Let me explain why I had no problems seeing this image:

- The Reef Fishes of the East Indies clearly documents the result of scientific research, not commercial or personal gratification

- The work is sponsored by Conservation International, musea, universities and several (I assume) philantropic individuals and foundations who all must have the best interest of reefs and conservation in general at heart

- While reading the book it is clear that both authors are passionate stewards of the ocean

- Knowledge builds appreciation which stimulates conservation. This is not just about building a stamp collection, this is about illustrating the rich diversity and value of Indo-Pacific reefs and direct (unsustainable food fishing, aquarium collection, tourism, diving, ...) and indirect (land use decision, global and local environment degradation ...) causes for their deterioration, as well as create a baseline against which to judge the effects of remediation attempts including the growing number or marine preserves

- There is not an army of scientists targeting the same reef on a daily basis. This is two people (or perhaps a few dozen if you add independently working colleagues) working in an area so large that it is hard to wrap your brains around

 

Everyone can come to a different conclusion when evaluating the cost/benefit of this work but, actually, I find it difficult to believe that anyone who takes an open-minded and informed look at this would not see the tremendous benefit. Could the work have been done with less impact on the reefs? Looking at the image it is easy to point out how you would have done it without touching the reef. But how many of us are charged with the task to document 2600+ reef fish, including cryptic species, on a limited budget and time frame. Personal assistants to hold equipment sounds great but if they had a line-item for that in their budget it would be the first to get scrapped. There are several respected marine researchers on wetpixel who can speak from personal experience, a few already did (I am a researcher but only damage keyboards). I don't argue that researchers should get a free pass, I doubt funding agencies and permit applications will give them one, but neither should we sit in our arm chair and judge them by the standards we use for those who take UW images for commercial or personal pleasure. However, I do agree that this image is better not shown at all if the audience can take it as a general endorsement of such practices.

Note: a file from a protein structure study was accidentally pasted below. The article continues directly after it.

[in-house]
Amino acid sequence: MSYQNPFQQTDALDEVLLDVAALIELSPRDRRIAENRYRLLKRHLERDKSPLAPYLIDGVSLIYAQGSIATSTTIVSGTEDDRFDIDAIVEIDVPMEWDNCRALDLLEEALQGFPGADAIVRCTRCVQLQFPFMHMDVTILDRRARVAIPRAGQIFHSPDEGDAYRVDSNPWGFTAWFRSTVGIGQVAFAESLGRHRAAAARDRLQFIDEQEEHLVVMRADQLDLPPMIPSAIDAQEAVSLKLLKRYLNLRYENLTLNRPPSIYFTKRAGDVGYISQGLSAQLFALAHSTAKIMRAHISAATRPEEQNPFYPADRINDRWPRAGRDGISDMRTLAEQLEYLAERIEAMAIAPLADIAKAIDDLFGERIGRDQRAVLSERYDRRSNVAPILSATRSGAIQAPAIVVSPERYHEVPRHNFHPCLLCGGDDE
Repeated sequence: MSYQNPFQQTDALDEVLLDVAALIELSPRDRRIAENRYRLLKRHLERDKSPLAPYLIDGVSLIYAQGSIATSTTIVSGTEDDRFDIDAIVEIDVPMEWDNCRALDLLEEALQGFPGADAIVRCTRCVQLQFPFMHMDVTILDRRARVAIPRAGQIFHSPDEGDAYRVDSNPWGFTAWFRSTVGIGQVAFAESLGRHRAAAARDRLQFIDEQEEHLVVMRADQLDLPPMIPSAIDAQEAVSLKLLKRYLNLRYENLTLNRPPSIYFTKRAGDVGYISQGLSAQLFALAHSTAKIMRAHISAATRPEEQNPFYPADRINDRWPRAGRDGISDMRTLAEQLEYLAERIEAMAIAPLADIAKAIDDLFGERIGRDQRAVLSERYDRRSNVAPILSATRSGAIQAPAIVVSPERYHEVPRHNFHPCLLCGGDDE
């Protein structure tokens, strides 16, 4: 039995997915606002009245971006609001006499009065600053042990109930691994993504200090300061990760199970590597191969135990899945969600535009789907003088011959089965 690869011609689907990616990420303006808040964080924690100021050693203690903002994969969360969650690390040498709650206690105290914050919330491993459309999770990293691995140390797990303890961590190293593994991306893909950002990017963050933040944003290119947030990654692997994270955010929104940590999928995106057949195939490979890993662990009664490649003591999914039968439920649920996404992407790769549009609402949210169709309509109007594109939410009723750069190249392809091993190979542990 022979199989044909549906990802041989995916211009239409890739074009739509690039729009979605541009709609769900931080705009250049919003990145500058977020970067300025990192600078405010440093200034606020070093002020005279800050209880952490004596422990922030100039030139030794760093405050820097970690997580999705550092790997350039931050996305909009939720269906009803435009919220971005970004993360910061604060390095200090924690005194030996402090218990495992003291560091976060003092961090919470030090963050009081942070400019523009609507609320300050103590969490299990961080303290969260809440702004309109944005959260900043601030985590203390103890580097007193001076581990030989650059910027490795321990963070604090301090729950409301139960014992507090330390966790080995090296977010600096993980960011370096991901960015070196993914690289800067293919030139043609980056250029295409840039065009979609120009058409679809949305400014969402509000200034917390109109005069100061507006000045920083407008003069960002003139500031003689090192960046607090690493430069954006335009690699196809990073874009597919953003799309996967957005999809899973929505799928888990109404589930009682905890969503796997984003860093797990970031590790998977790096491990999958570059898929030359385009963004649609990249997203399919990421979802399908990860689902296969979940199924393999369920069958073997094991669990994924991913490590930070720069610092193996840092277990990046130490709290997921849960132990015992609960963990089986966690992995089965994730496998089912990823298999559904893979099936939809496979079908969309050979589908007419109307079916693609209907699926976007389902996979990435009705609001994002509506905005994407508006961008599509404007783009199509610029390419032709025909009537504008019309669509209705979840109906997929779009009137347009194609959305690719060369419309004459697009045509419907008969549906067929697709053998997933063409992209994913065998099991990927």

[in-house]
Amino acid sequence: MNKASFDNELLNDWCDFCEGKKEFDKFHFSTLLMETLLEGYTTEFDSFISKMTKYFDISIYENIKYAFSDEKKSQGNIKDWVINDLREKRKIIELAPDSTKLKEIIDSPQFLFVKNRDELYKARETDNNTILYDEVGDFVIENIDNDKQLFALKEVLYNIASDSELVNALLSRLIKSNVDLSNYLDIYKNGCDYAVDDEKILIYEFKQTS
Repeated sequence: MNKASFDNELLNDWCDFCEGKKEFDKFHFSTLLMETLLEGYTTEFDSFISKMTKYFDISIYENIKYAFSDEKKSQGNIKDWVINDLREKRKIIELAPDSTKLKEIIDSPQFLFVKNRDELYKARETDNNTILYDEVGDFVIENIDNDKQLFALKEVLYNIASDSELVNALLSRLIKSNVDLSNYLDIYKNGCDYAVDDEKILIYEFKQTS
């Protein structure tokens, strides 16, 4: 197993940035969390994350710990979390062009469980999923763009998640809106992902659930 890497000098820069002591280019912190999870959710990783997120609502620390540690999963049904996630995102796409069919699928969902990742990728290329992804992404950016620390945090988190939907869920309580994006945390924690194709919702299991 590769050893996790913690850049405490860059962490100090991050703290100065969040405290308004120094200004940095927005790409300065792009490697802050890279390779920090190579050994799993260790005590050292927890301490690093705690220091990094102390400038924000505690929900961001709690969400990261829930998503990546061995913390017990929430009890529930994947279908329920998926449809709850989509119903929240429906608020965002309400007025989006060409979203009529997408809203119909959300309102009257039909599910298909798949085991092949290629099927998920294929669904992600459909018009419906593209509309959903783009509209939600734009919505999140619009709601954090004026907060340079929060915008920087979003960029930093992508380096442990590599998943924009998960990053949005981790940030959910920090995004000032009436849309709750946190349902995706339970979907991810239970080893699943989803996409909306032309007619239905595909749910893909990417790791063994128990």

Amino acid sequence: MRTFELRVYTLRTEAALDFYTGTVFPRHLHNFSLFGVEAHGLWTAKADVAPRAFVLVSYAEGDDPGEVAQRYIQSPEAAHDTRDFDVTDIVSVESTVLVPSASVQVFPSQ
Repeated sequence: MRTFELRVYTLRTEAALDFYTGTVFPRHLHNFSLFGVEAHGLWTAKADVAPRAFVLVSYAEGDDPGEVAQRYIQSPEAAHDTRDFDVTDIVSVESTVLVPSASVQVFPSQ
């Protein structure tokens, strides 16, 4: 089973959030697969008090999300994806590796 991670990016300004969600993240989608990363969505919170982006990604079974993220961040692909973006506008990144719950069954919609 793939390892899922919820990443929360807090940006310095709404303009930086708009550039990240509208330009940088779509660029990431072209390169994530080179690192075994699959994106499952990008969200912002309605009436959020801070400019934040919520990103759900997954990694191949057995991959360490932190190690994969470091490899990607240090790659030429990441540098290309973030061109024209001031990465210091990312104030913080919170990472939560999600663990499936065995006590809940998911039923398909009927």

Bart

Edited by Glasseye Snapper

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but neither should we sit in our arm chair and judge them by the standards we use for those who take UW images for commercial or personal pleasure. However, I do agree that this image is better not shown at all if the audience can take it as a general endorsement of such practices.

 

Bart

Sorry to disagree, but I work with diving scientists and we most certainly should judge them by the same standards (as would the scientists I work with). The image shows unacceptable practice - this is the problem. Their identity is irrelevant, what they are doing is irrelevant, why they are doing it is irrelevant. Sending the wrong message out is.

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Sorry to disagree, but I work with diving scientists and we most certainly should judge them by the same standards (as would the scientists I work with). The image shows unacceptable practice - this is the problem. Their identity is irrelevant, what they are doing is irrelevant, why they are doing it is irrelevant. Sending the wrong message out is.

 

No need to be sorry. I was really hoping for responses from people like you who have insight in doing this kind of research. To me, why they are doing it is relevant because if the results are important I am willing to tolerate some "necessary evil". But it if wasn't necessary in the first place, taking practical realities into account, then that is a moot point.

 

Bart

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The point is that there are commonly used solutions that could have been used to avoid the problems demonstrated.

Edited by John Bantin